But Webber beat Rosberg, so surely Vettel is the best :)

But Di Resta beat Vettel back in junior series...
But Sutil AND Hulkenberg beat Di Resta...

Ah, it's this old cycle again.


Nah, pre-F1 doesn't count :p

Damn, there's Di Resta's hopes of ever being the best scuppered, poor guy. Looks like Vettel is the best driver to ever take part in F1.
But wait! Vettel was beaten in 5/7 rounds by Liuzzi when he joined Toro Rosso in 2007... does that mean Liuzzi is the best?

BUT!!! In the first half of 2007, at least one of the toro rosso's finished 5 times, and Scott Speed was ahead of Liuzzi on three of those occasions. FFS, is Speed the best F1 driver ever? Ashley will be very happy...

...

Until it becomes apparent Liuzzi beat Scott Speed 10 - 8 in 2006. Which puts us in an endless cycle of who's better, Speed or Liuzzi. Who'd of thought it?

But Sutil beat Liuzzi.

But Fisichella beat Sutil.

But Alonso beat Fisichella.

Oh no, it's happened again.

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PostPosted: Tue Jan 15, 2013 5:11 pm 
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Speed is better than everyone.

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PostPosted: Tue Jan 15, 2013 6:31 pm 
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I don't really think Alonso can beat Vettel.

I'd say Button, Kimi and Hamilton could. with Hamilton the likely bet due to his good qualifying.


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PostPosted: Tue Jan 15, 2013 7:47 pm 
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aryaputhra wrote:
Covalent wrote:
aryaputhra wrote:
Which drivers? In no certain order:

1. Lewis Hamilton
2. Nico Hulkenberg
3. Jules Bianchi (there's a gut-feeling about this guy).

Lewis is of course a real possibility, but what on earth makes you believe two drivers that have won nothing in F1 (the latter one hasn't even participated in a single race yet!) could take on the 3 title champ who's been driving for the team for years??


Hulk beat Hamilton in Brazil with an underperforming FI. Sure he wrote him off but that was a rookie mistake. And if you can take the hypothesis that Hamilton can beat Vettel then surely Hulk too can beat Vettel.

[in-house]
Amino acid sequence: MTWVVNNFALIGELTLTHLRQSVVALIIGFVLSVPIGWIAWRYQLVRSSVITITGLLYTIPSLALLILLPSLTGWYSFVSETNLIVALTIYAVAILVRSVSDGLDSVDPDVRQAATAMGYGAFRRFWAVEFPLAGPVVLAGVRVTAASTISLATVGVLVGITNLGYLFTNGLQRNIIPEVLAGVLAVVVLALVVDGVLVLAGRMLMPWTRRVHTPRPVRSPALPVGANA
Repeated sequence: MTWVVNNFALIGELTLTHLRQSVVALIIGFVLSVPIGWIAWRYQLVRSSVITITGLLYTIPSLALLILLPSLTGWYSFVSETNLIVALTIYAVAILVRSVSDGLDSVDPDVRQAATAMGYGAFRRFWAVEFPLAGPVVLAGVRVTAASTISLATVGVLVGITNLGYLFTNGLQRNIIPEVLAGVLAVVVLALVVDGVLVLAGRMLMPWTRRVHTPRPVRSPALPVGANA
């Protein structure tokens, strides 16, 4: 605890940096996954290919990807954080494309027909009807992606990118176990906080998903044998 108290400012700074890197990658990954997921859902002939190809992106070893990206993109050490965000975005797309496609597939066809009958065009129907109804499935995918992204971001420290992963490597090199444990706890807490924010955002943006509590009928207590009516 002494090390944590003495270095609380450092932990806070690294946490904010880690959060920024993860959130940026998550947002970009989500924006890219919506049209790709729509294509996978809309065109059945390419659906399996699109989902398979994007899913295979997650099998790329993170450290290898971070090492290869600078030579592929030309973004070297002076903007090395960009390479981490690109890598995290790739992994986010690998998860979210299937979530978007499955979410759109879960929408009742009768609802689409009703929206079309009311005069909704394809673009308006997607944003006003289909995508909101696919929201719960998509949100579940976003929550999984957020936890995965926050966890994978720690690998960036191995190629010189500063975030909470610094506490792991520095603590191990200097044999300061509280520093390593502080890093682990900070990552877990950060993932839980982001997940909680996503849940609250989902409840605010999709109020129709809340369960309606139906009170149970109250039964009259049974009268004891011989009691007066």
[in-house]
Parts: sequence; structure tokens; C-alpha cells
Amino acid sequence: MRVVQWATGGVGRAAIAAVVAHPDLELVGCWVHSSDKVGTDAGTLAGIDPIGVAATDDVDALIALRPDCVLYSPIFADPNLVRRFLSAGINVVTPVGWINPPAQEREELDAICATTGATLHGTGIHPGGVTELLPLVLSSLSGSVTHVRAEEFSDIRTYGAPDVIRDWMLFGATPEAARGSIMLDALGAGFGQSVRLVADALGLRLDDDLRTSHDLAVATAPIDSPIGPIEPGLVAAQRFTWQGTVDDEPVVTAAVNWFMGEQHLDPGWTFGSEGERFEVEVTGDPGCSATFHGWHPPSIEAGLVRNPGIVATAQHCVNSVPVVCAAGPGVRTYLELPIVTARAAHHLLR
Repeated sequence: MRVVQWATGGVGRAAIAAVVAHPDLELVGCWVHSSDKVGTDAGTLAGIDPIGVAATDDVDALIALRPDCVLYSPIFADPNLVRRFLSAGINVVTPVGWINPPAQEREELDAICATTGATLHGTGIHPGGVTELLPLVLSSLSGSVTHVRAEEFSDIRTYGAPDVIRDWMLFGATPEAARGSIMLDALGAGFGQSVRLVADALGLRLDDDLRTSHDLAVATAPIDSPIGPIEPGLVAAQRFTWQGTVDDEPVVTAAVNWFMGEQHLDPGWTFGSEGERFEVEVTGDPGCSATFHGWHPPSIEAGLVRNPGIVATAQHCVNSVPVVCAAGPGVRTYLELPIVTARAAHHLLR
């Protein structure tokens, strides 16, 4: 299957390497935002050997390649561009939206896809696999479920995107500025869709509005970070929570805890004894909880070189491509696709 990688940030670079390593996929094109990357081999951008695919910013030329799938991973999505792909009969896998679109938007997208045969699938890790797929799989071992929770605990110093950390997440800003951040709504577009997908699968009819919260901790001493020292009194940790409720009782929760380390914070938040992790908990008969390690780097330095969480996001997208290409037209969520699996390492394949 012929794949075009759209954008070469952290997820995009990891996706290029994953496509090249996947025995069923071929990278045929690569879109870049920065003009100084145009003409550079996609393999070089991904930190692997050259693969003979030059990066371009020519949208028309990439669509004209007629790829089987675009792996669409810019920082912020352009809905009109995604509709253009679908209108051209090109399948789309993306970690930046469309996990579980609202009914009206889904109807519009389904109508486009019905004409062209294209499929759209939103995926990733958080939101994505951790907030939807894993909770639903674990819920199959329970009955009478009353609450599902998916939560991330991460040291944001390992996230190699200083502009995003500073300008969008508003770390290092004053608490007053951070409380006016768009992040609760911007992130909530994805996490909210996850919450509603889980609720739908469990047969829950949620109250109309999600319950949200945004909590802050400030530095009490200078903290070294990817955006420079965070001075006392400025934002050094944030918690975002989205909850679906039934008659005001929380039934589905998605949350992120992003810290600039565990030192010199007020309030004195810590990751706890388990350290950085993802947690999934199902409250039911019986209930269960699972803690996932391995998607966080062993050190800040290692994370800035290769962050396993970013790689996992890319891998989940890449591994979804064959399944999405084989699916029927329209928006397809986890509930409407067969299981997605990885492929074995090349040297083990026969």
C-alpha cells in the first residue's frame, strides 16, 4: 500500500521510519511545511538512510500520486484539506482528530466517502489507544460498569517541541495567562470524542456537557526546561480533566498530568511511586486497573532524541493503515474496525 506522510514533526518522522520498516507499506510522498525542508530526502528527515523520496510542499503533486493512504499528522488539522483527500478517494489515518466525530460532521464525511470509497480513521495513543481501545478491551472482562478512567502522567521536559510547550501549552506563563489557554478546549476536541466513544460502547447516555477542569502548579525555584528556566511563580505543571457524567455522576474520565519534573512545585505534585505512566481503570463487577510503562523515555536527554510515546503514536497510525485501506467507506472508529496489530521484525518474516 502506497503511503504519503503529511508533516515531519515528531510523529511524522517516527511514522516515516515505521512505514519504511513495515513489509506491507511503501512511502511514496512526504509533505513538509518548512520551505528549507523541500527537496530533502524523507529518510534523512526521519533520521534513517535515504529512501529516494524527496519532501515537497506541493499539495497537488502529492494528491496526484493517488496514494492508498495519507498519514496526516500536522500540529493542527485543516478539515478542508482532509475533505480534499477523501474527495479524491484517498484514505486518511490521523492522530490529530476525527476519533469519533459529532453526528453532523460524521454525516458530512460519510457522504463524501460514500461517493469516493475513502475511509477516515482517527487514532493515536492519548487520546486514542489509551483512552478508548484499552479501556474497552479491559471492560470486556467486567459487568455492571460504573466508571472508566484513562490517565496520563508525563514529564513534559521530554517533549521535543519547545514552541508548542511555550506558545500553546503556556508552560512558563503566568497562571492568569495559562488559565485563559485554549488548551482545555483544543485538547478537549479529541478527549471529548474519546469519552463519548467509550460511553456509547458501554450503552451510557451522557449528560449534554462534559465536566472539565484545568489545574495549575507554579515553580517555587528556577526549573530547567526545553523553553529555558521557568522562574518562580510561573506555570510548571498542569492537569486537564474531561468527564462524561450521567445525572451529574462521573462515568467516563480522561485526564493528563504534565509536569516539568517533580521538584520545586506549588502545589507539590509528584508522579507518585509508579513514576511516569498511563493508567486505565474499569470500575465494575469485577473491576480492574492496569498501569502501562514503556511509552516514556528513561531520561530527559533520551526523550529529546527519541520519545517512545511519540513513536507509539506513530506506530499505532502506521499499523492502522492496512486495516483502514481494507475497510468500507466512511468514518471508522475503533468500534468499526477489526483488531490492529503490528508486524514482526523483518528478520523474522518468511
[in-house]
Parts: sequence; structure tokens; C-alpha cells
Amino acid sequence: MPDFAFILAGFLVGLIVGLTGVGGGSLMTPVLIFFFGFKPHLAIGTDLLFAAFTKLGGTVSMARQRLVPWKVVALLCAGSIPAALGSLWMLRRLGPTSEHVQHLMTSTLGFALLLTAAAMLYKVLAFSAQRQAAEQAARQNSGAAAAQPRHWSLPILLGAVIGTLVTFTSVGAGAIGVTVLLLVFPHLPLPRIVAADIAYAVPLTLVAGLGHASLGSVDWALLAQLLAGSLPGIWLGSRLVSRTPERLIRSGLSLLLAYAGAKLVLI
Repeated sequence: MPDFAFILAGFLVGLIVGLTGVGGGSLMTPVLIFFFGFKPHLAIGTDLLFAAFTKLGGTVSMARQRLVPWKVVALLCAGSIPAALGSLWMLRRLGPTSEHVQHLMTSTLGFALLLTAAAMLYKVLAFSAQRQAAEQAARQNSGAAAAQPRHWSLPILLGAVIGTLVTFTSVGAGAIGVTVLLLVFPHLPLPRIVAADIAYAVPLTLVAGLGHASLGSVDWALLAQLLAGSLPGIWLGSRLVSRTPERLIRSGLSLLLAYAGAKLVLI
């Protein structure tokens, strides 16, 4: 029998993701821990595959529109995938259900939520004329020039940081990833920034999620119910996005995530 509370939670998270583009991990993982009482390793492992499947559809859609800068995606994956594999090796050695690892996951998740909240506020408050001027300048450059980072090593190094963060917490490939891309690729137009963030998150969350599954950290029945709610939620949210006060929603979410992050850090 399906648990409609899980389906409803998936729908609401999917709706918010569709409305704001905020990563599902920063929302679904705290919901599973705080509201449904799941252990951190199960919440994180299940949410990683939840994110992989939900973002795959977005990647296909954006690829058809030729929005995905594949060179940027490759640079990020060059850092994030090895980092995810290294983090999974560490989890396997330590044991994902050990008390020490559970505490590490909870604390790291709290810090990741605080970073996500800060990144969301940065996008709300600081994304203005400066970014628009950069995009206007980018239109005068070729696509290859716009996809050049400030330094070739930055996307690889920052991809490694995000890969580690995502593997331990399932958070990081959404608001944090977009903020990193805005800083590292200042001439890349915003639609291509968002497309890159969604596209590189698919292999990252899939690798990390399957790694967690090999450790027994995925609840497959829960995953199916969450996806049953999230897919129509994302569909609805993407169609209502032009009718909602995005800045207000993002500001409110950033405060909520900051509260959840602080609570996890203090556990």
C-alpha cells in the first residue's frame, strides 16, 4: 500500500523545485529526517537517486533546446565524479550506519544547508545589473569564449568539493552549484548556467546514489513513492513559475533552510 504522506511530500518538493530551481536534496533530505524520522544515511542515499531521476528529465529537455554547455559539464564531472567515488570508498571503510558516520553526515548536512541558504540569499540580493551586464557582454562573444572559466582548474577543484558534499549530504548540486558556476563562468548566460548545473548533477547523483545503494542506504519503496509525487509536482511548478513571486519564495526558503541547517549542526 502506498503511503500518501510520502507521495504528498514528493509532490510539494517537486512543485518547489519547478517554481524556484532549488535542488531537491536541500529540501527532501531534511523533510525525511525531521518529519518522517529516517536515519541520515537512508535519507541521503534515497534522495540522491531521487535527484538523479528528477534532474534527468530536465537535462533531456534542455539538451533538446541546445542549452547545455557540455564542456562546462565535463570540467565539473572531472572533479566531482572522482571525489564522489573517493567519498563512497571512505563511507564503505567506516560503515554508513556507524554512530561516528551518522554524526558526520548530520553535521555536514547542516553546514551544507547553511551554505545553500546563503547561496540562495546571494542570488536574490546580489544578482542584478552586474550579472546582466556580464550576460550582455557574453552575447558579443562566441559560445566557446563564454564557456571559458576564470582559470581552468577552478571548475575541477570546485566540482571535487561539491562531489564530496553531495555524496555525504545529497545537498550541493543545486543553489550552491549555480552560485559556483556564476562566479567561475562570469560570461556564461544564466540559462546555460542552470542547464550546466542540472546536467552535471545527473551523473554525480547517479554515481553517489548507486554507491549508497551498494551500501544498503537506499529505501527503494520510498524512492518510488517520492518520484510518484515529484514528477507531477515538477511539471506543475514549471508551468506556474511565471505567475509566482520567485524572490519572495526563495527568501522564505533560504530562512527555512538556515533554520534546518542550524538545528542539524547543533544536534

Why Bianchi? Like I said, a "gut-instinct" and I'm sticking to it. :twisted:


:lol: :thumbup:

I got the same "gut-instinct" about Hulk, think about it he raced Hamilton in a FI for the victory 8O Hulks brazil performance (before accident with hammy) was like a young Senna or Schumacher.

VETTEL BE AFRAID, BE VERY AFRAID. :lol:

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PostPosted: Tue Jan 15, 2013 7:51 pm 
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breathemyexhaust wrote:
Oh please, bourbon, stop with affecting to be in some community of privileged wisdom with Ashley and others of his persuasion. Every time you make some statement like such and such a supposed dictum will "fall by deaf ears" you are insulting whatever portion of the forum would dissent from Ashley's assertion had they registered it, which likelihood you are so enthusiastically doubtful of occurring. If that is your intention, by all means be my guest as I don't at all believe that a forum should be a place of civility as the mods and many of our Kumbaya posters would have it.

By the way Ashley, it was about time for an avatar change. Of course, discerning readers would be able to ascribe any of your posts to the author proper without that or any identifying features other than the quirks of veiled partiality which are your writing trade. Notice how he overextended himself with calling out Hamilton's post-2007 championship place record, following on that to state that Hamilton was an eschewed article as far as the collective pocketbooks of the f1 garages bar Mercedes' are concerned and that this was a direct index of the esteem in which he is held by the various team principals. Then with the abruptness of cowardice or the good hearing bourbon wishes for all our constituency (as a cowing argument was being leveled at him loud and clear) he, a person yet fairly on the attack, proceeded to back-peddle, after the most modest of factual rebuttals by lamo and others (citing the place finishes of senna and Prost in the 80s among other things) into stammering (figuratively) that 'hey that was a different time and place, things don't translate la di da di da' to save his dignity.